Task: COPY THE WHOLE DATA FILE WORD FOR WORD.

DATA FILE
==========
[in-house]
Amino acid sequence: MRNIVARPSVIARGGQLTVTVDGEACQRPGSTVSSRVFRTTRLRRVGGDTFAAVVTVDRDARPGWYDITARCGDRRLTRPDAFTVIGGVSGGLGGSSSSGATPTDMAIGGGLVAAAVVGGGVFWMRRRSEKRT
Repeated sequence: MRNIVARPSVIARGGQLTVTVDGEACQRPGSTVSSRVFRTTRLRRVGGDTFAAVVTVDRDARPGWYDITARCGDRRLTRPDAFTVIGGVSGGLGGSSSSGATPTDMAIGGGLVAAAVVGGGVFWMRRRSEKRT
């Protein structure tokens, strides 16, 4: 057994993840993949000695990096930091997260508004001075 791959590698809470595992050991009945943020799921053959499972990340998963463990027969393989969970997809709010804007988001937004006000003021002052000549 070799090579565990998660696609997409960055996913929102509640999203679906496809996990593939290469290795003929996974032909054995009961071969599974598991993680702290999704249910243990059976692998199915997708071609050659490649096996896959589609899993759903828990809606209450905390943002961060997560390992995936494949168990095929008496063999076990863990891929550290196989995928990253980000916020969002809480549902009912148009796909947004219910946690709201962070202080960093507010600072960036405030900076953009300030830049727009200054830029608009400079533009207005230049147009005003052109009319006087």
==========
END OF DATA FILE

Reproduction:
[in-house]
Amino acid sequence: MRNIVARPSVIARGGQLTVTVDGEACQRPGSTVSSRVFRTTRLRRVGGDTFAAVVTVDRDARPGWYDITARCGDRRLTRPDAFTVIGGVSGGLGGSSSSGATPTDMAIGGGLVAAAVVGGGVFWMRRRSEKRT
Repeated sequence: MRNIVARPSVIARGGQLTVTVDGEACQRPGSTVSSRVFRTTRLRRVGGDTFAAVVTVDRDARPGWYDITARCGDRRLTRPDAFTVIGGVSGGLGGSSSSGATPTDMAIGGGLVAAAVVGGGVFWMRRRSEKRT
């Protein structure tokens, strides 16, 4: 057994993840993949000695990096930091997260508004001075 791959590698809470595992050991009945943020799921053959499972990340998963463990027969393989969970997809709010804007988001937004006000003021002052000549 070799090579565990998660696609997409960055996913929102509640999203679906496809996990593939290469290795003929996974032909054995009961071969599974598991993680702290999704249910243990059976692998199915997708071609050659490649096996896959589609899993759903828990809606209450905390943002961060997560390992995936494949168990095929008496063999076990863990891929550290196989995928990253980000916020969002809480549902009912148009796909947004219910946690709201962070202080960093507010600072960036405030900076953009300030830049727009200054830029608009400079533009207005230049147009005003052109009319006087």